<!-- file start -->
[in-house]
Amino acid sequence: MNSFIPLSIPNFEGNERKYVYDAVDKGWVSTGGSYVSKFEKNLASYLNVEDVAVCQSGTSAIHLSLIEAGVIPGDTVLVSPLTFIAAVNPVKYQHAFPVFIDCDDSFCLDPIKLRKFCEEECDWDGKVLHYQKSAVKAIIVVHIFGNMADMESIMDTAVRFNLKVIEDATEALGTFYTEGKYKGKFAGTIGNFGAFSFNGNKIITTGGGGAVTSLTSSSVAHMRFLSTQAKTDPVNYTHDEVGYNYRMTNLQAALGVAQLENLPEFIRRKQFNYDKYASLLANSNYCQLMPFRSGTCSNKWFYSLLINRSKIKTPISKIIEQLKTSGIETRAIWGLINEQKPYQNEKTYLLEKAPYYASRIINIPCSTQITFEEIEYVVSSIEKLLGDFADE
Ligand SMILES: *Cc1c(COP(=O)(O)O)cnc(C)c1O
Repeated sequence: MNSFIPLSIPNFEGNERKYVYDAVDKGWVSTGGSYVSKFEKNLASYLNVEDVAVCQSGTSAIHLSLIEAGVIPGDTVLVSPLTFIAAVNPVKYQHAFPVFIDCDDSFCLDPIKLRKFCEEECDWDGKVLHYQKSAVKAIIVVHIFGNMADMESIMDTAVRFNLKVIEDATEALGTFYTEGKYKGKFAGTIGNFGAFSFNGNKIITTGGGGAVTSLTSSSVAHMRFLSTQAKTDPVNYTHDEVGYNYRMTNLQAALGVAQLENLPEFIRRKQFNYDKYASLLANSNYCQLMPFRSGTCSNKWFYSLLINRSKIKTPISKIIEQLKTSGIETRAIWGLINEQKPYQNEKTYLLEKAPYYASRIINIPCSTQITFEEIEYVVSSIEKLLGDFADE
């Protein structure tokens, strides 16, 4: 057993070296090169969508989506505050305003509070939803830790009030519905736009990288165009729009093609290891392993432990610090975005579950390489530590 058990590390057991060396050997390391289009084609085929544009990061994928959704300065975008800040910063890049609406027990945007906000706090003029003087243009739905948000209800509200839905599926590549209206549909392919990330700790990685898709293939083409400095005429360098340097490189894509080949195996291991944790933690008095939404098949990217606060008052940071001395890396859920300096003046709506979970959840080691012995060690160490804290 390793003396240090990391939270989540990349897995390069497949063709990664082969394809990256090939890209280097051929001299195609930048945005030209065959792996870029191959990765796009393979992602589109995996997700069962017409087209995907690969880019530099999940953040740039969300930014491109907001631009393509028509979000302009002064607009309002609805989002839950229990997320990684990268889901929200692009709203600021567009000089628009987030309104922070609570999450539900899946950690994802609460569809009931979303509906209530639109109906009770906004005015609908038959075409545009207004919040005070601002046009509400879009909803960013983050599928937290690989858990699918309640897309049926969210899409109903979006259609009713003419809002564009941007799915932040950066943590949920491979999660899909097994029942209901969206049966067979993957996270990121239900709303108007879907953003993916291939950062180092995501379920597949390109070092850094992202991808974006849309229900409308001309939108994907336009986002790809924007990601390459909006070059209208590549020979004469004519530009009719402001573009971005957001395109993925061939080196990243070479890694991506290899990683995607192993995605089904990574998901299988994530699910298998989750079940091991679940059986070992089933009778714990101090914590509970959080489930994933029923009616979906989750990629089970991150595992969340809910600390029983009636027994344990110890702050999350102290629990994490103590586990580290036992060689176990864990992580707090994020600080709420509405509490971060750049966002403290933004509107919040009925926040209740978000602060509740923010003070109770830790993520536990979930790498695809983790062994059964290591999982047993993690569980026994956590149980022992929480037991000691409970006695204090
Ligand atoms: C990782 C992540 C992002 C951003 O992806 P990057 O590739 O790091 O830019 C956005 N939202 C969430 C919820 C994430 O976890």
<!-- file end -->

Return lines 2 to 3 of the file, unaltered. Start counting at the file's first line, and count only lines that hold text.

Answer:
Amino acid sequence: MNSFIPLSIPNFEGNERKYVYDAVDKGWVSTGGSYVSKFEKNLASYLNVEDVAVCQSGTSAIHLSLIEAGVIPGDTVLVSPLTFIAAVNPVKYQHAFPVFIDCDDSFCLDPIKLRKFCEEECDWDGKVLHYQKSAVKAIIVVHIFGNMADMESIMDTAVRFNLKVIEDATEALGTFYTEGKYKGKFAGTIGNFGAFSFNGNKIITTGGGGAVTSLTSSSVAHMRFLSTQAKTDPVNYTHDEVGYNYRMTNLQAALGVAQLENLPEFIRRKQFNYDKYASLLANSNYCQLMPFRSGTCSNKWFYSLLINRSKIKTPISKIIEQLKTSGIETRAIWGLINEQKPYQNEKTYLLEKAPYYASRIINIPCSTQITFEEIEYVVSSIEKLLGDFADE
Ligand SMILES: *Cc1c(COP(=O)(O)O)cnc(C)c1O